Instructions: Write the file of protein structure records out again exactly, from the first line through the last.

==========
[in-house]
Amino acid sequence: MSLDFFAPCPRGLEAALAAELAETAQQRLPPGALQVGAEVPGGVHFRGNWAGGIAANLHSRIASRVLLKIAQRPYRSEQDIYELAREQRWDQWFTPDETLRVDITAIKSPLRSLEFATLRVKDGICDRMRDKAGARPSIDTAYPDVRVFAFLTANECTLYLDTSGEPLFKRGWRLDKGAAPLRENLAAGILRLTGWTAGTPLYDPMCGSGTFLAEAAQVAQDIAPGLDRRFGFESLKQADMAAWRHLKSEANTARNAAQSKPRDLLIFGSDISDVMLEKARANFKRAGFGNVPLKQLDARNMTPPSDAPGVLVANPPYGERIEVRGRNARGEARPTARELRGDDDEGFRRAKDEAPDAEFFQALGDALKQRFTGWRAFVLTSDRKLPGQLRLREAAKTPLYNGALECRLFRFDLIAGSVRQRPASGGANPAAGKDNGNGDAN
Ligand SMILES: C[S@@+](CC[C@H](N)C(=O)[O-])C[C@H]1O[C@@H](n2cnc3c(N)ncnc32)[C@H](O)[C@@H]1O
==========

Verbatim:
[in-house]
Amino acid sequence: MSLDFFAPCPRGLEAALAAELAETAQQRLPPGALQVGAEVPGGVHFRGNWAGGIAANLHSRIASRVLLKIAQRPYRSEQDIYELAREQRWDQWFTPDETLRVDITAIKSPLRSLEFATLRVKDGICDRMRDKAGARPSIDTAYPDVRVFAFLTANECTLYLDTSGEPLFKRGWRLDKGAAPLRENLAAGILRLTGWTAGTPLYDPMCGSGTFLAEAAQVAQDIAPGLDRRFGFESLKQADMAAWRHLKSEANTARNAAQSKPRDLLIFGSDISDVMLEKARANFKRAGFGNVPLKQLDARNMTPPSDAPGVLVANPPYGERIEVRGRNARGEARPTARELRGDDDEGFRRAKDEAPDAEFFQALGDALKQRFTGWRAFVLTSDRKLPGQLRLREAAKTPLYNGALECRLFRFDLIAGSVRQRPASGGANPAAGKDNGNGDAN
Ligand SMILES: C[S@@+](CC[C@H](N)C(=O)[O-])C[C@H]1O[C@@H](n2cnc3c(N)ncnc32)[C@H](O)[C@@H]1O